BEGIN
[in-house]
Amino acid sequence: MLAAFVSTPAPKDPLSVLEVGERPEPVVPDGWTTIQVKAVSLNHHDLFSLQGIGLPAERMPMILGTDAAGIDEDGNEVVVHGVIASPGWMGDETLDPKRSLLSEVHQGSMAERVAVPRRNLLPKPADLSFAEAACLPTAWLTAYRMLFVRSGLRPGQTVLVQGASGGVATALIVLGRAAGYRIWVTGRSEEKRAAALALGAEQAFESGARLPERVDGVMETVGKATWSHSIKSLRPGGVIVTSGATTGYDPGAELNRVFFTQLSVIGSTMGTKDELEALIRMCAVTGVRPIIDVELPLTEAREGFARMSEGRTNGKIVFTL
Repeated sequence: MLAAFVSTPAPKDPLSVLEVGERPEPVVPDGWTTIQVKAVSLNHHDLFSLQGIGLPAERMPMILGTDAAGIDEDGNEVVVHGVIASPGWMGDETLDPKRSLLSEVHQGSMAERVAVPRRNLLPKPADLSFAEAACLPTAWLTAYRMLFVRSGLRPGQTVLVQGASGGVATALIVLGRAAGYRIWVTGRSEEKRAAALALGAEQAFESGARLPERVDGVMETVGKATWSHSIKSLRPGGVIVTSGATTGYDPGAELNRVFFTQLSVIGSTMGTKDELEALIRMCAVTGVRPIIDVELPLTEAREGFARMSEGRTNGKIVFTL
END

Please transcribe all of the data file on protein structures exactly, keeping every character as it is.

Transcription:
[in-house]
Amino acid sequence: MLAAFVSTPAPKDPLSVLEVGERPEPVVPDGWTTIQVKAVSLNHHDLFSLQGIGLPAERMPMILGTDAAGIDEDGNEVVVHGVIASPGWMGDETLDPKRSLLSEVHQGSMAERVAVPRRNLLPKPADLSFAEAACLPTAWLTAYRMLFVRSGLRPGQTVLVQGASGGVATALIVLGRAAGYRIWVTGRSEEKRAAALALGAEQAFESGARLPERVDGVMETVGKATWSHSIKSLRPGGVIVTSGATTGYDPGAELNRVFFTQLSVIGSTMGTKDELEALIRMCAVTGVRPIIDVELPLTEAREGFARMSEGRTNGKIVFTL
Repeated sequence: MLAAFVSTPAPKDPLSVLEVGERPEPVVPDGWTTIQVKAVSLNHHDLFSLQGIGLPAERMPMILGTDAAGIDEDGNEVVVHGVIASPGWMGDETLDPKRSLLSEVHQGSMAERVAVPRRNLLPKPADLSFAEAACLPTAWLTAYRMLFVRSGLRPGQTVLVQGASGGVATALIVLGRAAGYRIWVTGRSEEKRAAALALGAEQAFESGARLPERVDGVMETVGKATWSHSIKSLRPGGVIVTSGATTGYDPGAELNRVFFTQLSVIGSTMGTKDELEALIRMCAVTGVRPIIDVELPLTEAREGFARMSEGRTNGKIVFTL